The primary objectives of this study were to assess the changing demographic characteristics of female sex workers (FSWs) in the urban Bangalore district, India, and trends in programme coverage, HIV/sexually transmitted infection prevalence rates and condom use. Cross-sectional, integrated behavioural and biological assessments of FSWs were conducted in 2006, 2009 and 2011. Univariate and multivariate analyses were used to describe trends over time. The results indicate the mean age of initiation into sex work has increased (26.9 years in 2006 vs 27.6 years in 2011, p<0.01), a higher proportion of FSWs reported being in 'stable' relationships in 2011 (70.2% vs 43.2% in 2006, p<0.01) and having conducted sex work outside the district in the past 6 months (10.0% in 2006 vs 16.0% in 2011 p=0.01). There was an increase in the proportion of FSWs using cellphones to solicit clients (4.4% in 2006 vs 57.5% in 2011, p<0.01) and their homes for sex work (61.4% in 2006 vs 77.8% in 2011, p<0.01). Reactive syphilis prevalence declined (12.6% in 2006 to 4% in 2011, p=0.02), as did high-titre syphilis prevalence (9.5% in 2006 to 2.5% in 2011, p=0.01). HIV prevalence declined but not significantly (12.7% in 2006 and 9.3% in 2011, p=0.39). Condom use remained above 90% increasing significantly among repeat (paying) clients (66.6% in 2006 to 93.6% in 2011, p<0.01). However, condom use remained low with non-paying partners when compared with occasional paying partners (17.6% vs 97.2% in 2011, p<0.01). Given the changing dynamics in the FSW population at multiple levels, there is a need to develop and customise strategies to meet local needs.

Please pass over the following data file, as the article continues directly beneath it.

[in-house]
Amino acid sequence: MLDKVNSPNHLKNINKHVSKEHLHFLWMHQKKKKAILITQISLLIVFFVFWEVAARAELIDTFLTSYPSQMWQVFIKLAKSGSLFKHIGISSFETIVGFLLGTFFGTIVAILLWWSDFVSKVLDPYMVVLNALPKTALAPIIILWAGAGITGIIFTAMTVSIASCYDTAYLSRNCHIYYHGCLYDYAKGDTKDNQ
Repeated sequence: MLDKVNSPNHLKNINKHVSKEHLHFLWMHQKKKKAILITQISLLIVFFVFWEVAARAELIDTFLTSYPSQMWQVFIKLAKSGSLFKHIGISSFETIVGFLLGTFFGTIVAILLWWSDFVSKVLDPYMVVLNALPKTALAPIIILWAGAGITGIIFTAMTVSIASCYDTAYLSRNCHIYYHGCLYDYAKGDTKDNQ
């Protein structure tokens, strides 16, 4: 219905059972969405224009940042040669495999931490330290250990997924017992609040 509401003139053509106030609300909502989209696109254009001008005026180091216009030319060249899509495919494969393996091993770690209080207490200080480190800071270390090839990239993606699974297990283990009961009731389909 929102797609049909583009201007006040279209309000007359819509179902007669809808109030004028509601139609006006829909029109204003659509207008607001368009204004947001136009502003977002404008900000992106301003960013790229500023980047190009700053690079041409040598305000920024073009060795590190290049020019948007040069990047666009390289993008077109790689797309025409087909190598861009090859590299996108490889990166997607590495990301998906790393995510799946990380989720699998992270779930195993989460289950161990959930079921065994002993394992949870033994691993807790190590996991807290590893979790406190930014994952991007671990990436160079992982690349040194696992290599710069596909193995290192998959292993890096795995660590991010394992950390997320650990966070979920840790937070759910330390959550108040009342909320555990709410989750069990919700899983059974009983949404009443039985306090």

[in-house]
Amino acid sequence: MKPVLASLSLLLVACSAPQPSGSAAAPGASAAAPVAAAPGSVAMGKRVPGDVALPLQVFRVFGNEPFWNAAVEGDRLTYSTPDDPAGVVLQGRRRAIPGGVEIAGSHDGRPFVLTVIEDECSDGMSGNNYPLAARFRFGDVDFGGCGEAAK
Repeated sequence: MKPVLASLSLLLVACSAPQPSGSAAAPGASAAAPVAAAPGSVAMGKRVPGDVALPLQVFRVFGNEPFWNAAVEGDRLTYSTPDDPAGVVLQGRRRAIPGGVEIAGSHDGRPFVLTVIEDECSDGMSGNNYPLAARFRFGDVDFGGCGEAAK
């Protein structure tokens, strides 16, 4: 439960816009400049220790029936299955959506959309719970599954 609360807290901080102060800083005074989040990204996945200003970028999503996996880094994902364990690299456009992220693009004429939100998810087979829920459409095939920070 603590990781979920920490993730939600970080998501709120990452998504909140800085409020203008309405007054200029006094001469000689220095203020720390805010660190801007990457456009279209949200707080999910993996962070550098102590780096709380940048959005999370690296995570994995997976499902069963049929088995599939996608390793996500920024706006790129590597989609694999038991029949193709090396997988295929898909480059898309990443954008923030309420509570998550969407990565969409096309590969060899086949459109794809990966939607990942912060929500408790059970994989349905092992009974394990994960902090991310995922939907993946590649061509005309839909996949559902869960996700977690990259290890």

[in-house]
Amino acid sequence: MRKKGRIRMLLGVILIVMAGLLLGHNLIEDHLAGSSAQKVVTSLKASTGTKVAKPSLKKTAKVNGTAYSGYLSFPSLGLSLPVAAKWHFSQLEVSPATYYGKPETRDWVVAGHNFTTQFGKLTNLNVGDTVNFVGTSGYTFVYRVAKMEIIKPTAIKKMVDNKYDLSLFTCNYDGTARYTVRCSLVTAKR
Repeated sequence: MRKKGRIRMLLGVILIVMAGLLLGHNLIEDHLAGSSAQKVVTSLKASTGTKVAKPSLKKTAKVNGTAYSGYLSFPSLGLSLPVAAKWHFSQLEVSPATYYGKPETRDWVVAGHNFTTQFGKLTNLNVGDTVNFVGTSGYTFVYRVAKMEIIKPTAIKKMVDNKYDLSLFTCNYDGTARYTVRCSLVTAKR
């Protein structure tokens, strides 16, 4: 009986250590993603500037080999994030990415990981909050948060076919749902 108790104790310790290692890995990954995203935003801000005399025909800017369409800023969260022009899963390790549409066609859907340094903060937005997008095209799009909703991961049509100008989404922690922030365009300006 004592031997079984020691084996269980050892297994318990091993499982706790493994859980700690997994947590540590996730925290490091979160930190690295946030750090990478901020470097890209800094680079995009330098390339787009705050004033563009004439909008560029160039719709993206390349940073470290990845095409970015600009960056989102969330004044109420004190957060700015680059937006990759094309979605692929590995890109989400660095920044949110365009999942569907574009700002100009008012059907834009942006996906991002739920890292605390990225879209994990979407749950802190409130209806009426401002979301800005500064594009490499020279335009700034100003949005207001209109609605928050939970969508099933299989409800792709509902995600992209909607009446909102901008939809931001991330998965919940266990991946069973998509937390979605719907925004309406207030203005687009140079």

Keywords: commercial sex, epidemiology (general), HIV, programme science, syphilis

Abstract access

Editor’s notes: The “Pragati” HIV intervention programme for female sex workers (FSWs) has been running in Bangalore since 2005. Anonymous, unlinked cross-sectional surveys among random samples of FSWs have been conducted in 2006, 2009 and 2011, providing detailed data on the female sex worker population over this time period. The female sex worker population changed substantially, with an increasing proportion of female sex workers reporting being married, increasing solicitation by cellphone, increasing use of the female sex worker’s home for sex work and a decreasing proportion of female sex workers reporting that more than half their clients are “new”. HIV prevalence and syphilis decreased between 2006 and 2011; although the decrease in HIV prevalence was not statistically significant. Given the lack of a control group, it is difficult to directly attribute these changes to the programme, particularly given secular changes during this time (e.g. increasing use of cellphones). Nevertheless the substantial changes in behaviour among this population of female sex workers suggests that interventions that may have been appropriate in 2006 may no longer be appropriate in 2011, demonstrating a clear need for ongoing research and intervention adaptation.